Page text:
Title of my talk: On the other hand: questioning the origins of sensorimotor plasticity.
Abstract: Sensory brain regions deprived of their natural inputs may be “recruited” to process different kinds of inputs, a phenomenon termed plasticity. For example, when individuals who are missing a hand (due to amputation or congenital malformation) move other body-parts, their deprived cortical hand regions show increased activity compared to two-handed controls. These findings have been taken as indication that the deprived cortical hand region can process inputs from other body parts. Further research has proposed that the new information processed by the deprived cortical hand region can only originate from body-parts whose neural representations neighbor the hand region on the cerebral cortex. In other words, it is currently assumed that the cortical hand region is subject to plasticity, which is restricted by the somatotopic layout of body-part representations in the cerebral cortex. My talk will take a critical view of these assumptions by describing findings from multiple large cohorts of individuals born without one hand (hereafter, one-handers), based on an array of behavioral and neuroimaging methods (including task-based activity, resting state connectivity, DTI and MR spectroscopy). I will bring forward other potential drivers of cortical sensorimotor plasticity, including adaptive behavior and sub-cortical somatotopy. In addition, I will question whether the observed changes in brain activity of one-handers truly reflect brain plasticity.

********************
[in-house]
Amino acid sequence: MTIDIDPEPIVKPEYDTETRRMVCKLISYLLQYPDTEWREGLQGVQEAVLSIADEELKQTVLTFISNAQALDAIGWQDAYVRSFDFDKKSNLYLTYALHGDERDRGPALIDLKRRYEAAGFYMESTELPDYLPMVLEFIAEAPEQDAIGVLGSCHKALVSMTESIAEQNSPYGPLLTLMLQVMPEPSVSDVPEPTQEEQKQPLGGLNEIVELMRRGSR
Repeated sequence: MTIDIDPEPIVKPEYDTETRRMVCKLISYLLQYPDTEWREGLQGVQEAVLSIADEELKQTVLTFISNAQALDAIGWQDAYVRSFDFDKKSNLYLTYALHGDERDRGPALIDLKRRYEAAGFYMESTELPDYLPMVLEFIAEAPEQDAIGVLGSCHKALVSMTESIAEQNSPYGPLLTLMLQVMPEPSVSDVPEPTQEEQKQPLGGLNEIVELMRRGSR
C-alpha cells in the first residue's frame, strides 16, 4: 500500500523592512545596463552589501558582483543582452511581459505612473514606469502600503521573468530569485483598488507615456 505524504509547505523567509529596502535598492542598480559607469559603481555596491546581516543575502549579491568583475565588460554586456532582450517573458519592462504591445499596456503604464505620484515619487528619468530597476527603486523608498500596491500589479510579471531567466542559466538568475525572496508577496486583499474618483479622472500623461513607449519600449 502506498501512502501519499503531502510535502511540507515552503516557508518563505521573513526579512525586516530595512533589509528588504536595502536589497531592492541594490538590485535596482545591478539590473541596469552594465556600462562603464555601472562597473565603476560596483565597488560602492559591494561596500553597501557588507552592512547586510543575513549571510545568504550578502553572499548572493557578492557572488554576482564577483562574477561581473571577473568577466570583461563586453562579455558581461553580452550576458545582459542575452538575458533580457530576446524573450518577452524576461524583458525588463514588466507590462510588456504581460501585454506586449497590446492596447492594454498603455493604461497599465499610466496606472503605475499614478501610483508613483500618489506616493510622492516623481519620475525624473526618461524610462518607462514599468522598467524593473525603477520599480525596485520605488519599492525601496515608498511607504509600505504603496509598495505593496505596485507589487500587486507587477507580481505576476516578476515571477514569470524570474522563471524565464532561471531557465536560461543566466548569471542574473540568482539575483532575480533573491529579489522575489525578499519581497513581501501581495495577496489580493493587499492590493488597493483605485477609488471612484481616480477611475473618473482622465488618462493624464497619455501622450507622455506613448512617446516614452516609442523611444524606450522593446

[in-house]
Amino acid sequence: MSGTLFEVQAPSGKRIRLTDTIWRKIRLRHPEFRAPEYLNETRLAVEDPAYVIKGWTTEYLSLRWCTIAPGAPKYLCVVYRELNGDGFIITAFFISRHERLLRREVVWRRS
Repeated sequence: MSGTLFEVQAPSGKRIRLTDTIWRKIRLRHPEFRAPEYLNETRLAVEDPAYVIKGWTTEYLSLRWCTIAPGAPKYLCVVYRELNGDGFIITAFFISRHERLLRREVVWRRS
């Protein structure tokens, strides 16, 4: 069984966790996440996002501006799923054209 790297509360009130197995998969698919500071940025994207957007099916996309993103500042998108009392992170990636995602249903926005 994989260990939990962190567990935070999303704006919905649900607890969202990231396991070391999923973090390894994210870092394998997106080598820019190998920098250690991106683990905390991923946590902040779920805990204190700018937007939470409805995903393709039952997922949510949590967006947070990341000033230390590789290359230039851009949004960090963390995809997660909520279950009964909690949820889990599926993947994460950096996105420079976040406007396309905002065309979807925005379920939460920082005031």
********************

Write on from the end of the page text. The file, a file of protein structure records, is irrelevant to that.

Bio: Avital completed her PhD at the Weizmann Institute, Israel, under the supervision of Prof. Rafael Malach. In her PhD research, Avital used fMRI to study spontaneous brain activity in clinical populations, including individuals with autism, schizophrenia, visual agnosia or congenital hand absence. Her research was based on several international collaborations, resulted in high impact publications, and was awarded national and international awards, including funding for her PhD awarded by the Israel national president’s award for scientific excellence and innovation. Avital is currently a postdoctoral research fellow at the Wellcome Centre for Human Neuroimaging in London, where she works with Prof. Tim Behrens on understanding how the human brain represents an internal model of the environment. Her postdoctoral research is supported by multiple awards and fellowships, such as the Human Frontiers Science Program, an EMBO Long-Term Fellowship and a Marie Skłodowska-Curie Actions Individual Fellowships.